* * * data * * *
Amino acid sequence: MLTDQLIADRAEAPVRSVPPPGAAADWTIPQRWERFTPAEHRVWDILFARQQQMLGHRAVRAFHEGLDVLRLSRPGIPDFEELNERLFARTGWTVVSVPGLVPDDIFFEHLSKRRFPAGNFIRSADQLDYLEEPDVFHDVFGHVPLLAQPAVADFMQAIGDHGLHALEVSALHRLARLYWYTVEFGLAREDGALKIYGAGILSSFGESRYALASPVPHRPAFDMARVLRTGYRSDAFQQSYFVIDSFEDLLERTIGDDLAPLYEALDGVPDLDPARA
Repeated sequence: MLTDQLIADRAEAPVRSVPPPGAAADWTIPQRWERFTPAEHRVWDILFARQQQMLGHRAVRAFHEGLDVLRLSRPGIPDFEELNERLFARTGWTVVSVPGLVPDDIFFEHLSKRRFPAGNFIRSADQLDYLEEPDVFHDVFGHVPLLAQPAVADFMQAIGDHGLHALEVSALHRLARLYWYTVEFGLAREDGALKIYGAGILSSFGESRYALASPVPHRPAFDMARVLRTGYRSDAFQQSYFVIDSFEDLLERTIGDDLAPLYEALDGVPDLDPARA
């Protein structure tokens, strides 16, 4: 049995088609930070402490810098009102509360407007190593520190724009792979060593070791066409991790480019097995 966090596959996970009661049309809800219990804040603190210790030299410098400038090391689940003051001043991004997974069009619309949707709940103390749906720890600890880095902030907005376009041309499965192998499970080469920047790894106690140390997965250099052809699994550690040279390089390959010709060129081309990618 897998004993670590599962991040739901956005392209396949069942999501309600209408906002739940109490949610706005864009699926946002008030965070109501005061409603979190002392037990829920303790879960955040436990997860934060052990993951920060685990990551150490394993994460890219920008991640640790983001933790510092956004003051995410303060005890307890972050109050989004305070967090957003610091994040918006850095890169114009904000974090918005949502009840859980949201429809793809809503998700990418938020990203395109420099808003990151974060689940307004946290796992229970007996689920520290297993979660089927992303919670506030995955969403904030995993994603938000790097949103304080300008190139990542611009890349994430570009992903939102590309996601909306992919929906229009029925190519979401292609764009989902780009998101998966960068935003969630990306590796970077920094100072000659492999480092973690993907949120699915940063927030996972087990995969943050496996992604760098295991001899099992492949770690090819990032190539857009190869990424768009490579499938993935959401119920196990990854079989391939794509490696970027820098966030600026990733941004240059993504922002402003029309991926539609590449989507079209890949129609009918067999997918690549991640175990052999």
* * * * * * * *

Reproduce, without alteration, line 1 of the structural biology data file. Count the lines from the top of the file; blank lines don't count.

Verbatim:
Amino acid sequence: MLTDQLIADRAEAPVRSVPPPGAAADWTIPQRWERFTPAEHRVWDILFARQQQMLGHRAVRAFHEGLDVLRLSRPGIPDFEELNERLFARTGWTVVSVPGLVPDDIFFEHLSKRRFPAGNFIRSADQLDYLEEPDVFHDVFGHVPLLAQPAVADFMQAIGDHGLHALEVSALHRLARLYWYTVEFGLAREDGALKIYGAGILSSFGESRYALASPVPHRPAFDMARVLRTGYRSDAFQQSYFVIDSFEDLLERTIGDDLAPLYEALDGVPDLDPARA